What steps can you take to improve your mental health?
There is research around a few different areas that we can work on to improve our mental health, these being: sleep, nutrition, social connectedness, physical activity/exercise, stress management and avoiding risky substance use.
Why does exercise work so well in improving mental health?
When we exercise, we release around 40 different types of endorphins which are hormones in our body that work on different parts of the brain, having all different effects.
These different endorphins have a role in waking up the brain and getting it going, improving mood, feelings of wellness, motivation and jump-start our attention system, helps to improve how we perceive and regulate our emotions, gain improvements in self-esteem from our hormones, but also because we feel a sense of accomplishment of completing the exercise and if we are exercising in a group, we get social connection and a sense of community.
Exercise also helps regulate the same neurotransmitters that antidepressants target.
And, additionally, mindful exercise may also be helpful in allowing our bodies to regulate our stress hormones, such as cortisol, and reduce inflammation – which is a key predictor of depression and anxiety.
There are so many restrictions on what we can and can’t do at the moment, so what can we do to exercise?
Getting out into the great outdoors and walking, running, bike riding, etc as long as you are by yourself or with only one other person is a great option. However, for people who are wanting to stay at home, we need to be a bit more inventive.
Working from home?
The lines of work and play can get a bit blurred, so make sure you book exercise in to your diary so that you achieve it and get a break from work. You want to ensure that you are taking regular breaks, getting up from your computer and walking around at least every hour, and undertaking some desk stretches to reverse some of the hunching over computer posture.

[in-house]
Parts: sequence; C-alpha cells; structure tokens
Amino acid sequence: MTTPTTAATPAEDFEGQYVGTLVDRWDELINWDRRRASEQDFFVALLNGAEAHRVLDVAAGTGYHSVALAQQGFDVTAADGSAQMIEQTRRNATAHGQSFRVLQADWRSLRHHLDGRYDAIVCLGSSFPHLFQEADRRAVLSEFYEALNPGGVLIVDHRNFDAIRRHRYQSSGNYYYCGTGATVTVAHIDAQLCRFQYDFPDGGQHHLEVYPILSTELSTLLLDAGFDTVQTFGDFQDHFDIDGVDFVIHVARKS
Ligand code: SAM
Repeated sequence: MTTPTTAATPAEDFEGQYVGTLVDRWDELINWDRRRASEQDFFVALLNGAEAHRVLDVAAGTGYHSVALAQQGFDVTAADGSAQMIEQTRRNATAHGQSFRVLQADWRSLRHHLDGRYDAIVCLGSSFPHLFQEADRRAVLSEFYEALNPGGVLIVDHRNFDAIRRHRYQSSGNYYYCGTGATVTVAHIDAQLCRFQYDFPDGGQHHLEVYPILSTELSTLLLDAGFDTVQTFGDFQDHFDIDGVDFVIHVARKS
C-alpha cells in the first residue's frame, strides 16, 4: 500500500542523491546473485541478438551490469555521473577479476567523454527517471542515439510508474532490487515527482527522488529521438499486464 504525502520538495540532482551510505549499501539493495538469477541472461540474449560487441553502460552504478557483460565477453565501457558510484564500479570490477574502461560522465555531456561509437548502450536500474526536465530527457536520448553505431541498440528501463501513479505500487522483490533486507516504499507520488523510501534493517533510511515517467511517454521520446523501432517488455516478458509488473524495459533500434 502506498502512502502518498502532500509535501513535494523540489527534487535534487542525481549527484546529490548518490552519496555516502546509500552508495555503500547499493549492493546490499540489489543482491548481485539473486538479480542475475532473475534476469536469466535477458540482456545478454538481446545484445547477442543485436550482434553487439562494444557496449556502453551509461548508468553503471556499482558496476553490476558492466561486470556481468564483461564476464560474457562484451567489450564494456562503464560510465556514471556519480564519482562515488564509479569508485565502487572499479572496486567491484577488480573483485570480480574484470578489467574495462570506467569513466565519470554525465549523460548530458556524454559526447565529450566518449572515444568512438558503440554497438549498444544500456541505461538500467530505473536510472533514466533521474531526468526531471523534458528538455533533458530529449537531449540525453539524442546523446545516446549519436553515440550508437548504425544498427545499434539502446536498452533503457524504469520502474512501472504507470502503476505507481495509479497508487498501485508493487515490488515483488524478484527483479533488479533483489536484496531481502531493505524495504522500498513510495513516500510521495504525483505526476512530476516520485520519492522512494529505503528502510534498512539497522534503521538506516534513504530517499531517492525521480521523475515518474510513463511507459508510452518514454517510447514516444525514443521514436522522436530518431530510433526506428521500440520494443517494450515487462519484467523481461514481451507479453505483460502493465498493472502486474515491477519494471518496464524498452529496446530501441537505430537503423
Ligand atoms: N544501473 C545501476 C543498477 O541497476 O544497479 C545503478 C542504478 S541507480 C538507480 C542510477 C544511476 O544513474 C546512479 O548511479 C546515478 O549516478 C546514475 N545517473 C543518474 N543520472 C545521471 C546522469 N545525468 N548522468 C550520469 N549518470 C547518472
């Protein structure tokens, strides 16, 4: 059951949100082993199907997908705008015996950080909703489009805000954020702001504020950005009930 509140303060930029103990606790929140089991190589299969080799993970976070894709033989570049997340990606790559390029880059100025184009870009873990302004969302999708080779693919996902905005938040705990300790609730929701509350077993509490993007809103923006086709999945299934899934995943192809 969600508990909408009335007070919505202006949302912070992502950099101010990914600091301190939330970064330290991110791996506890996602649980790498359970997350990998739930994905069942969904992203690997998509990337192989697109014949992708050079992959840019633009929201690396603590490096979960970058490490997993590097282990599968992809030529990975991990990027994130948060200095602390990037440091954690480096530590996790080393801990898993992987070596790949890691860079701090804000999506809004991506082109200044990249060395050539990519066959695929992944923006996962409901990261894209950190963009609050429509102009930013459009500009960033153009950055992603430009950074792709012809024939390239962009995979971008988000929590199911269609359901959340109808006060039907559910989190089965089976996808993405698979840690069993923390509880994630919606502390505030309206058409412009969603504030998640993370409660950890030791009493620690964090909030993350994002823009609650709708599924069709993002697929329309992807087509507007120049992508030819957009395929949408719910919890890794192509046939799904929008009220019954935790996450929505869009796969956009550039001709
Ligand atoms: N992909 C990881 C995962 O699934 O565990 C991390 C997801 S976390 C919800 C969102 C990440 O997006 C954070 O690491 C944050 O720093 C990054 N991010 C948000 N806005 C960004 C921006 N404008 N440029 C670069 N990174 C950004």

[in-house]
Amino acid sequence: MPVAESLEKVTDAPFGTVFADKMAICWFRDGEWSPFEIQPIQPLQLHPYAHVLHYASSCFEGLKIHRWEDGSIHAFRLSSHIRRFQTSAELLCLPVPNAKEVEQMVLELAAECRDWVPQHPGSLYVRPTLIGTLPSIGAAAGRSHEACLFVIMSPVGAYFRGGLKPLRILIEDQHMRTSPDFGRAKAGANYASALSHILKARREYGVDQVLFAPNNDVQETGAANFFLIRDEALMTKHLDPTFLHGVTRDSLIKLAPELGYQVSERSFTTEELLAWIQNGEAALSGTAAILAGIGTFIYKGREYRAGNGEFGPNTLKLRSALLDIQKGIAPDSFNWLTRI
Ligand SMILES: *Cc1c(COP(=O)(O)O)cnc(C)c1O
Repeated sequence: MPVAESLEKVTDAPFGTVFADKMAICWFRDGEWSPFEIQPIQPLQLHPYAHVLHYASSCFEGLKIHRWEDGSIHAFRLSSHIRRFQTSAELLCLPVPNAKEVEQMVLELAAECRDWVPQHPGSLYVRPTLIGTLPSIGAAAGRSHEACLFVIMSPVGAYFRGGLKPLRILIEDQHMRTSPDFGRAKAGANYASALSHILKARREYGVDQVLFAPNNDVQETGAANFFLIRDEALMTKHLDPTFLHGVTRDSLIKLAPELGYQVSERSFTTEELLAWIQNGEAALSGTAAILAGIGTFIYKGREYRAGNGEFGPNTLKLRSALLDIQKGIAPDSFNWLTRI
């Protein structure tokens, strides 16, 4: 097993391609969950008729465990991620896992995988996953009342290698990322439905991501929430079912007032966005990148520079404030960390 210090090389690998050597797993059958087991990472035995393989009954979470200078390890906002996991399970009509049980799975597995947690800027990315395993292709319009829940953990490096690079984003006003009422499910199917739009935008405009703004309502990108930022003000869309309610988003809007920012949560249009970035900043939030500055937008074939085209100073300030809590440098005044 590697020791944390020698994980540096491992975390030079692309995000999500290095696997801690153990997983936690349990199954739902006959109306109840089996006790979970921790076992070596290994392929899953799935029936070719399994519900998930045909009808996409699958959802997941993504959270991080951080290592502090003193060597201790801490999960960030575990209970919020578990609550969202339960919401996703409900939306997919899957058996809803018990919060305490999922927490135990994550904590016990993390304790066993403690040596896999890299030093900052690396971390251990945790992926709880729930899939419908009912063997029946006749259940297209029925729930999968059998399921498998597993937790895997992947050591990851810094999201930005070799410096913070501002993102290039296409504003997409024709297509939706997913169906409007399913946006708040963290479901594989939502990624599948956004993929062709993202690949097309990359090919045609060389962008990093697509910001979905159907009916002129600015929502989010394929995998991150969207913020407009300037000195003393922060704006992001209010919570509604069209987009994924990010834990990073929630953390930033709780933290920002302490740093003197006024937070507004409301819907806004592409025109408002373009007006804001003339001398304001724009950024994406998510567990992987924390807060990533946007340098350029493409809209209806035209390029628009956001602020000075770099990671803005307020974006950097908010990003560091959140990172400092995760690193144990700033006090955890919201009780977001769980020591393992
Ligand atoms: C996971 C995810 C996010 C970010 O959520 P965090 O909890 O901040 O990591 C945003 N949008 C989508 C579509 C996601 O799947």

Exercise at home?
For those that don’t want to leave your property or home to exercise for your mental health, we still need to ensure we accumulate a minimum of 10-minute non-stop chunks of exercise at a time. This could include laps of your verandah, or driveway, dusting off the old exercise bike out the shed, or a circuit of step ups, marching on the spot, shuttle walks or runs, skipping, - basically anything that gets your heart rate up for at least 10 minutes continuously. Then, you need to repeat this sequence another 2 times throughout the day so that you are achieving 30 minutes each day of moderate intensity heart raising exercise.
If you are someone who is not motivated to exercise by yourself, there are many paid and free exercise options available online – whether they be prescribed home programs or group classes. You just need to check the credentials of the person providing the program as there are many people who are not trained in exercise trying to sell exercise programs at the moment. Check out our online programs here
And for social interaction at the very least you could face time or phone a friend whilst you are undertaking your laps of your verandah. Because as we know staying connected is very important for our mental health.
How much should we be undertaking to improve our mental health?
What if exercise is not enough?
If you feel you need additional support for your mental health, you can make an appointment with your GP and tele-health options are available if you do not want to go to the clinic. If you need crisis support then Lifeline telephone counselling is available by phoning 13 11 14.